By definition, any chili does not have beans.

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                • #9
                  There are some places in Texas that say "if it has meat in it, it's not chili"
                  I'm not a Texan and I don't like beans - chili has ALWAYS had to have a good amount of meat in it for me to really enjoy it. I was thrilled when I found out that they made bean-less chili. So awesome!

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                  • #10
                    That looks like a great recipe, brahnamin. I'm going to have to try it. The only thing is, the only chorizo I can find around here is very "liquid-y." If you cut the casing, it pours out everywhere. Is there a certain brand to look for?

                    Oh, and...

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                    • #11
                      Am I the only one in the world that doesn't brown meat before putting it in? My recipe is thus:

                      Cans of whatever I have til it looks right
                      lb ground beef- raw right in the crockpot
                      stew meat if I have it
                      about 2-3 tblsp* chili powder
                      1-2 tblspn* cumin
                      occasionally will add beer or red wine
                      crockpot on low til stew meat is tender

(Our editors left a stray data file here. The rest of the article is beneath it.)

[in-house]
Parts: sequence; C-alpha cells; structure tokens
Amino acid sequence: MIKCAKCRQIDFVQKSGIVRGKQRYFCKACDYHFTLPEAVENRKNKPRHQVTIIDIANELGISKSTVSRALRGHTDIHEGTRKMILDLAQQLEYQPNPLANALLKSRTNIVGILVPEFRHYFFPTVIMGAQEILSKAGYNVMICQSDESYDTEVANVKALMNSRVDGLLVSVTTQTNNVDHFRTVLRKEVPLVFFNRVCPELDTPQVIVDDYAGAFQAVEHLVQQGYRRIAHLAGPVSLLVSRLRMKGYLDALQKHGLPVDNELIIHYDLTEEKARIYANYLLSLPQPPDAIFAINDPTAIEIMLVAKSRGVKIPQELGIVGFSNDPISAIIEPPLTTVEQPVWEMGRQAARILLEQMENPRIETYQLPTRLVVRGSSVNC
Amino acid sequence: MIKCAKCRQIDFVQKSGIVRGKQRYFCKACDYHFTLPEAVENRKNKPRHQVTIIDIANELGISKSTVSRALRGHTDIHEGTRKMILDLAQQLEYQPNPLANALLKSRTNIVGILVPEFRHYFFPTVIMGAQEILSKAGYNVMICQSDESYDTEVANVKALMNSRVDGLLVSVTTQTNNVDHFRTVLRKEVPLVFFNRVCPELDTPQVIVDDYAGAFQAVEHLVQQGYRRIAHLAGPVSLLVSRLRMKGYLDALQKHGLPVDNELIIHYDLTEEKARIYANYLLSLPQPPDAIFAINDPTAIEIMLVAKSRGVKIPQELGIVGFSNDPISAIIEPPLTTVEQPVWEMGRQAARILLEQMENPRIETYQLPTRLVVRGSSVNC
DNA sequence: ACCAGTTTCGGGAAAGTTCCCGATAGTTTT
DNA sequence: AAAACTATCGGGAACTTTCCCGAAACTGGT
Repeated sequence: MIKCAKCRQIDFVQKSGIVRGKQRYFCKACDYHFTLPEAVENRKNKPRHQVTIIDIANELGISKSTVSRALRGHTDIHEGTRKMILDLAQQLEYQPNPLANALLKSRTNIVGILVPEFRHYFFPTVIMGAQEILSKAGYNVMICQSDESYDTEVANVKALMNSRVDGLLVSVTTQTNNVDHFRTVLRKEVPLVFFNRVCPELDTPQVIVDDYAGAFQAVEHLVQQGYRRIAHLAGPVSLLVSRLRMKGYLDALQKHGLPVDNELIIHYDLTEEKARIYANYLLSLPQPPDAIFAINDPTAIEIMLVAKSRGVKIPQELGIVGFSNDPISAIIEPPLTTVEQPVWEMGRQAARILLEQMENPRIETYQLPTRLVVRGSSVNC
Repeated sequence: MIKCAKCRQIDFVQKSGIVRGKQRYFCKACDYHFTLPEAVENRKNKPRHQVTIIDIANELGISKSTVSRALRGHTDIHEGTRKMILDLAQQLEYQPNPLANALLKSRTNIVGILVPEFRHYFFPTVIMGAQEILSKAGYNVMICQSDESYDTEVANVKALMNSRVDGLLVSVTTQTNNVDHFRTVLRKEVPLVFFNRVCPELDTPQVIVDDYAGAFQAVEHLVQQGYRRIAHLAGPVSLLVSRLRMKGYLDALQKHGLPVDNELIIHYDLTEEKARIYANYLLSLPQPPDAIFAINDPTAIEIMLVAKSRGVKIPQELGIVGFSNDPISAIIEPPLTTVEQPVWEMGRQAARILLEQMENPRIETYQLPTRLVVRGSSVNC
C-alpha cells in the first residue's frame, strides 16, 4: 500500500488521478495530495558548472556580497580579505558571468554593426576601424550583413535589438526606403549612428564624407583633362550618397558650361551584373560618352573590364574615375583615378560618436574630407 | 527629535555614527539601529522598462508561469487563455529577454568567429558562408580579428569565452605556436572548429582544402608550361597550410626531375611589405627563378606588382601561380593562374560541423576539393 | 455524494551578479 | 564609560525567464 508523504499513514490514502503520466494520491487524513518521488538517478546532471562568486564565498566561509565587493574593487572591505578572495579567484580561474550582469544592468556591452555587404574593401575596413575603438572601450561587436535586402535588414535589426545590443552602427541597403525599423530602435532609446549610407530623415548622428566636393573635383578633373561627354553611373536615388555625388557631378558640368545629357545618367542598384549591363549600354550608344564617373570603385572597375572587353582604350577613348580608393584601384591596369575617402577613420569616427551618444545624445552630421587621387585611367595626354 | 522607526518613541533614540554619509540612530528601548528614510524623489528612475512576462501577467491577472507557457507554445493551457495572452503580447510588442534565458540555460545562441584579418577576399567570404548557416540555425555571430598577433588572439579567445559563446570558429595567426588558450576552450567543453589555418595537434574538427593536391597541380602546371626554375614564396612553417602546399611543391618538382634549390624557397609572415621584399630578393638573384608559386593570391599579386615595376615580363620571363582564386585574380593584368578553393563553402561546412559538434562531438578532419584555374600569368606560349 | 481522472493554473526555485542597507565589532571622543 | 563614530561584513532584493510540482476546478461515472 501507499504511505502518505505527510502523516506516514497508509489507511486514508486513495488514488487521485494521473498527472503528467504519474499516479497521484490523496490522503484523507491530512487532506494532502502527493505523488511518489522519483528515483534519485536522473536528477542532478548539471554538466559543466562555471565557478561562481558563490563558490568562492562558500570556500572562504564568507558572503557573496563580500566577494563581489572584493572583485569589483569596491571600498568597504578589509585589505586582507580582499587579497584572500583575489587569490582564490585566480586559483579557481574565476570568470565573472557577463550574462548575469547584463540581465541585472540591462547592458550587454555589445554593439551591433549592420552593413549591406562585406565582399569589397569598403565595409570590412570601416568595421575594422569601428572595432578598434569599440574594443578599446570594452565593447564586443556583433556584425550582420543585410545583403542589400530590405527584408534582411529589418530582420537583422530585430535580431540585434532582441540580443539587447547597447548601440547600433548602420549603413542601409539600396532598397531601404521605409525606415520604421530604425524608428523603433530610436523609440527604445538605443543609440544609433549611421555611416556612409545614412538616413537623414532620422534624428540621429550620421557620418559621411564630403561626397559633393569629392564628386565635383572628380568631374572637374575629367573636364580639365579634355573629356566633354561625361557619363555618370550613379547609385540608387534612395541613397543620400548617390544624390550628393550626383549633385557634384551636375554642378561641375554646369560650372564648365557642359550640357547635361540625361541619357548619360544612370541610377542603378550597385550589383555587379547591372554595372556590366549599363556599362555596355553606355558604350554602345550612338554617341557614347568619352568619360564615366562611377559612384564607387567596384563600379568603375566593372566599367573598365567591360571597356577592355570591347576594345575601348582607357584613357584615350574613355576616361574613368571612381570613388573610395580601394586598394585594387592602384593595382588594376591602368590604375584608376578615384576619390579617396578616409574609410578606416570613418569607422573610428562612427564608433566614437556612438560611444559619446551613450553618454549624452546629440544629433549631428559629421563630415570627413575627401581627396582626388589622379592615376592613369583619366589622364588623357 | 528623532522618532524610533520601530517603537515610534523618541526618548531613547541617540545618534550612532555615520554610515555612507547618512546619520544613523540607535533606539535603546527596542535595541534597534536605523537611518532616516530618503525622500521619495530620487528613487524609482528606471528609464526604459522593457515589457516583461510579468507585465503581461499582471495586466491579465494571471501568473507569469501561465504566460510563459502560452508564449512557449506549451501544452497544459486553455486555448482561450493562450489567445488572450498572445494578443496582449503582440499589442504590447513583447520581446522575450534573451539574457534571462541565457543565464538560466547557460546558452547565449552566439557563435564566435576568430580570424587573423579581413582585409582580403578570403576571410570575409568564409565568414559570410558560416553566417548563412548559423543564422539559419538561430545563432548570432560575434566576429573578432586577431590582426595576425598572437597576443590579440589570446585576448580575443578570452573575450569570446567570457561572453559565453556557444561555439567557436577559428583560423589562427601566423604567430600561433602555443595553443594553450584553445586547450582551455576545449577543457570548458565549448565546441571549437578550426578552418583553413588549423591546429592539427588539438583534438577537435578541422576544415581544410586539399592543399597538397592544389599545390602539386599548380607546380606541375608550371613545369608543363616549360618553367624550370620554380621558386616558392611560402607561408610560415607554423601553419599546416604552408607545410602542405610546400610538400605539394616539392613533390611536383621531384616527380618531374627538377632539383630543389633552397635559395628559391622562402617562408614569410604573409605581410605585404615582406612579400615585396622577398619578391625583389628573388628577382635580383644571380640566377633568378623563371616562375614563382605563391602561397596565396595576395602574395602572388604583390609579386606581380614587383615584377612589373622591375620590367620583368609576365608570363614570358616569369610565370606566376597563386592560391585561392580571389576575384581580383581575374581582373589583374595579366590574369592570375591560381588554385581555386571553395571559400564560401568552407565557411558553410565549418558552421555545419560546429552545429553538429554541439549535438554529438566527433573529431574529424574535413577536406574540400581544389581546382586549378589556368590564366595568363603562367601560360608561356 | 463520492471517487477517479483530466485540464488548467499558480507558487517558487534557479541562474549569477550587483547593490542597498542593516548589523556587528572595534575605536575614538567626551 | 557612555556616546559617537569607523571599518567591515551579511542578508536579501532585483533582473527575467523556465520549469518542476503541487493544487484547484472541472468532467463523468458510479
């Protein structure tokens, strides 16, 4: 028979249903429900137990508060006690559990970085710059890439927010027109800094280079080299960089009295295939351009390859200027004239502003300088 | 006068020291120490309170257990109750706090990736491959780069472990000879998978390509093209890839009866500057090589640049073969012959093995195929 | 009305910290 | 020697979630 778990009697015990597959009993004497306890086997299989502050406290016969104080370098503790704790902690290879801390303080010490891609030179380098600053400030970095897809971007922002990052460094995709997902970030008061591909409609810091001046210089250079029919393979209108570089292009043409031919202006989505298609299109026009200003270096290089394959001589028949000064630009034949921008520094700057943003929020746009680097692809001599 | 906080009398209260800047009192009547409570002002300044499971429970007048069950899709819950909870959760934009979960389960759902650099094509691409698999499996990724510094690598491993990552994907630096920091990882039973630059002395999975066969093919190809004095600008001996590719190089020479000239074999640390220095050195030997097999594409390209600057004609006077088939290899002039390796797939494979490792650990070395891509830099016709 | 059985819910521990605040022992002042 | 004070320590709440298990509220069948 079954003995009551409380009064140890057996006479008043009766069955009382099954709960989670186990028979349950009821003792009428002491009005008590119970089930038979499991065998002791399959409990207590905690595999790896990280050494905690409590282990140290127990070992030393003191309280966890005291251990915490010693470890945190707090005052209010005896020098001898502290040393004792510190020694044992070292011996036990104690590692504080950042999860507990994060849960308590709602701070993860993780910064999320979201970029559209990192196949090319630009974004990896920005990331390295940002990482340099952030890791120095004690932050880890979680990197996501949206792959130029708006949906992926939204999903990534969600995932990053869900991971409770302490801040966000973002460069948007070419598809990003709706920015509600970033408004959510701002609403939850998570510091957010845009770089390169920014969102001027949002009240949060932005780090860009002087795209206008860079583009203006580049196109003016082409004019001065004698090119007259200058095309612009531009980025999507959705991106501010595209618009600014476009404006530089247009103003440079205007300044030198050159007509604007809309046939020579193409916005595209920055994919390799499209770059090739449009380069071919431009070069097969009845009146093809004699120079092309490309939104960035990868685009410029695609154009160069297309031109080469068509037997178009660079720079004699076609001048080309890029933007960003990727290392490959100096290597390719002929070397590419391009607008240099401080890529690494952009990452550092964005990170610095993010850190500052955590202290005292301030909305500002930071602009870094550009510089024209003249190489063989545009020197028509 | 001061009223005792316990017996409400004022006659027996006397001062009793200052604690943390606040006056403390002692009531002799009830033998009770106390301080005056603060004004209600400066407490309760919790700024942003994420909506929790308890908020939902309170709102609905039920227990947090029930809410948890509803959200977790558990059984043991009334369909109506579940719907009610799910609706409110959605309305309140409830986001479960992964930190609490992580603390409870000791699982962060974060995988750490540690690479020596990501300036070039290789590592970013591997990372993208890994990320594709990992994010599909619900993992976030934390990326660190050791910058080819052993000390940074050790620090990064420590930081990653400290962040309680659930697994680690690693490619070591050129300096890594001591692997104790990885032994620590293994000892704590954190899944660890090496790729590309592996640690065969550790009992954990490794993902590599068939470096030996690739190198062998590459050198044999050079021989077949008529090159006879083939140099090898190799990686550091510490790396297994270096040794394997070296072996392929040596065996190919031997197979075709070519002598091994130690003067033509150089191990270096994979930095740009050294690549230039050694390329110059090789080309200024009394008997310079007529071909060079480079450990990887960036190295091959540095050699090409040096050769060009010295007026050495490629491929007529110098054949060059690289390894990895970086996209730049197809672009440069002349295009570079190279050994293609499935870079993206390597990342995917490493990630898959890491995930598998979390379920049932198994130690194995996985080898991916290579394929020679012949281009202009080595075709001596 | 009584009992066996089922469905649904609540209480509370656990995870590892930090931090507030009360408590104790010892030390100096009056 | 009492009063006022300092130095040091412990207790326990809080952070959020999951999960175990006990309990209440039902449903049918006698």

*eyeballed amounts, til it tastes right

                      In Iowa there's definitely motherf***ing beans in the motherf***ing chili, but I'm the only one in the house that likes beans so usually it gets left out
                      Last edited by NurseMama5; 07-12-2011, 10:52 AM.
                      "I tried to call the nurse again, but she's bein' a little bitch....I think I'll get outta here." Pink

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                      • #12
                        I always brown meats when I stew. I make a couple different versions, but I'm pretty simple with my method, and all values are approximate:

                        2# Chuck, coarse ground prior to use
                        2# Pork Shoulder or Lamb, brined (I dig the alterna-meats)
                        2# Diced Onion, half carmelized, half raw.
                        1# Tomato, fresh diced
                        2 Cans of crushed tomatoes
                        2 Bulbs crushed garlic
                        2 Shallots
                        1 bunch flat leaf parsley
                        1 bottle of beer (depends on my mood, but I tend to like to use sweeter beers to offset the chile's earthiness)
                        Chile
                        Crystal Hot Sauce
                        Maggi
                        Spices
                        4 bay leaves

                        Spices:
                        Cinnamon
                        Coriander
                        Cumin
                        Salt
                        Black Pepper
                        Smoked Spanish Paprika
                        Ground Lemon Peel
                        Fenugreek
                        Garlic Powder

                        Chiles:
                        4-8 Dried ancho chiles
                        1 can chipotle in adobo
                        1/2# roasted Anaheim Peppers
                        1 Jalapeno